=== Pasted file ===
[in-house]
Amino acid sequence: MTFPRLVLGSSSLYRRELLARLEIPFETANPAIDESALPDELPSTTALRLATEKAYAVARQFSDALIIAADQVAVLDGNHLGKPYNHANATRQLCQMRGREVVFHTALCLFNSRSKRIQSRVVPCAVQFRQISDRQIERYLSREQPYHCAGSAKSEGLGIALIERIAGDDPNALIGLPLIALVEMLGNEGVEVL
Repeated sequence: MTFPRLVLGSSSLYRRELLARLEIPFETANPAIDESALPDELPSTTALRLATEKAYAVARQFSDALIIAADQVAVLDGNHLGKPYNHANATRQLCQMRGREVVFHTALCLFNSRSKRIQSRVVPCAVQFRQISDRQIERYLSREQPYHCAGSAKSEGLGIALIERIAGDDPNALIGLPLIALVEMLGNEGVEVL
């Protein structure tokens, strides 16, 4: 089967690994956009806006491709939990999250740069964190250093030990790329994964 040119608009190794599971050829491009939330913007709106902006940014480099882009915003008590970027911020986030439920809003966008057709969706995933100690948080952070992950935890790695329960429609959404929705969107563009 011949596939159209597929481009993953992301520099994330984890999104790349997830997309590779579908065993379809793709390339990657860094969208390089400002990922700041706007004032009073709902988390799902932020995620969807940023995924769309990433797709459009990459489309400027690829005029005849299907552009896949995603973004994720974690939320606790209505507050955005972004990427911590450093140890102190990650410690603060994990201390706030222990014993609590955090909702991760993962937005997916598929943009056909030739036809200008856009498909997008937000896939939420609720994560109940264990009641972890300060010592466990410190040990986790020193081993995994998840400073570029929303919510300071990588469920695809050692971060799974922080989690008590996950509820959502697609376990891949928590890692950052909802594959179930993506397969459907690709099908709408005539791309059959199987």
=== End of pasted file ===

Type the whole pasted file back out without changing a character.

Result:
[in-house]
Amino acid sequence: MTFPRLVLGSSSLYRRELLARLEIPFETANPAIDESALPDELPSTTALRLATEKAYAVARQFSDALIIAADQVAVLDGNHLGKPYNHANATRQLCQMRGREVVFHTALCLFNSRSKRIQSRVVPCAVQFRQISDRQIERYLSREQPYHCAGSAKSEGLGIALIERIAGDDPNALIGLPLIALVEMLGNEGVEVL
Repeated sequence: MTFPRLVLGSSSLYRRELLARLEIPFETANPAIDESALPDELPSTTALRLATEKAYAVARQFSDALIIAADQVAVLDGNHLGKPYNHANATRQLCQMRGREVVFHTALCLFNSRSKRIQSRVVPCAVQFRQISDRQIERYLSREQPYHCAGSAKSEGLGIALIERIAGDDPNALIGLPLIALVEMLGNEGVEVL
């Protein structure tokens, strides 16, 4: 089967690994956009806006491709939990999250740069964190250093030990790329994964 040119608009190794599971050829491009939330913007709106902006940014480099882009915003008590970027911020986030439920809003966008057709969706995933100690948080952070992950935890790695329960429609959404929705969107563009 011949596939159209597929481009993953992301520099994330984890999104790349997830997309590779579908065993379809793709390339990657860094969208390089400002990922700041706007004032009073709902988390799902932020995620969807940023995924769309990433797709459009990459489309400027690829005029005849299907552009896949995603973004994720974690939320606790209505507050955005972004990427911590450093140890102190990650410690603060994990201390706030222990014993609590955090909702991760993962937005997916598929943009056909030739036809200008856009498909997008937000896939939420609720994560109940264990009641972890300060010592466990410190040990986790020193081993995994998840400073570029929303919510300071990588469920695809050692971060799974922080989690008590996950509820959502697609376990891949928590890692950052909802594959179930993506397969459907690709099908709408005539791309059959199987």